Developing a Sport Psychology Training Program | STACK

Chris Stankovich
- Chris Stankovich, Ph.D., is a licensed professional clinical counselor and founder of Advanced Human Performance Systems, a counseling and performance center based in Columbus, Ohio....

Developing a Sport Psychology Training Program

July 3, 2012

Sports Psych Training

Many athletes don't know where to start when they set out to develop a sport psychology training program. First, think about sport psychology one dimensionally, similar to how you picture physical exercises like weight lifting or technical exercises such as learning plays.

Mental training is designed primarily to help you maximize the effort you put into strengthening your body and learning your sport skills. Mentally tough athletes are more confident and resilient; and they do not allow pressure to prevent them from performing at their highest level!

Here are a few quick tips to help you develop your own unique mental training program, which will in turn improve your mental toughness and help you win more games! These are some ideas to get you started, but be sure to talk to your coach, parents, or even a sport psychologist (if you have one available) to learn more about how this training can help you reach your full athletic potential. Good luck!

1. Buy a sports journal and add inspirational quotes, pictures, and anything else that gets you motivated. Use the journal leading up to and throughout a sports season. In it, write down all your goals for the upcoming season, including strength, sport skills and other things you want to accomplish.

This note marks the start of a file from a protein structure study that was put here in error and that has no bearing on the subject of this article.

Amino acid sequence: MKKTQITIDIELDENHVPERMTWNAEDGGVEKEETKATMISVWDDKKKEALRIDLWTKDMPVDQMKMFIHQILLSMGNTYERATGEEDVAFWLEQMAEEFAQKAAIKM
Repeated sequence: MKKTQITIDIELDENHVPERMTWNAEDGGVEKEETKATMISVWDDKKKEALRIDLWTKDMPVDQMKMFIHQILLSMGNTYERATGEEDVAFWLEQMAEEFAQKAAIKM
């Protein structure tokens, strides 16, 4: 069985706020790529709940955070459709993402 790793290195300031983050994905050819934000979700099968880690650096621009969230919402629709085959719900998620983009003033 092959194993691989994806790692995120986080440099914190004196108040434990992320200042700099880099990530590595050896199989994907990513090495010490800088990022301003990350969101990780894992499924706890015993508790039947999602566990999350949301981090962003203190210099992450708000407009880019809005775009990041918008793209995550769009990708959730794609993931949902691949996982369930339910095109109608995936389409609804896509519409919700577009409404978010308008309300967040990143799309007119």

2. Keep track of your daily accomplishments, record them in your journal and look for trends and other findings that will allow you to learn more about yourself. For instance if you seem to have better runs in the morning than you do in the evening, jot it down!

3. On the field, develop a pre-game routine that enables you to feel positive, confident and ready to go. You might listen to a song; use imagery to "see" in your mind how you want today's game to go; or write cue words on your hand to look at during games so you can stay tuned in to what's important.

4. Try and develop what I call a "bounce-back" mechanism to help with anger and frustration. You might teach yourself to pinch grass and throw it into the wind, or snap a rubber band on your wrist to remind yourself to "snap out of it" when you start saying negative things to yourself.

5. Prioritize your sport psychology training program. Maintain your journal and use it to maximum benefit.
Photo Credit: sportjournal.com

Topics: GOALS
Chris Stankovich
- Chris Stankovich, Ph.D., is a licensed professional clinical counselor and founder of Advanced Human Performance Systems, a counseling and performance center based in Columbus, Ohio....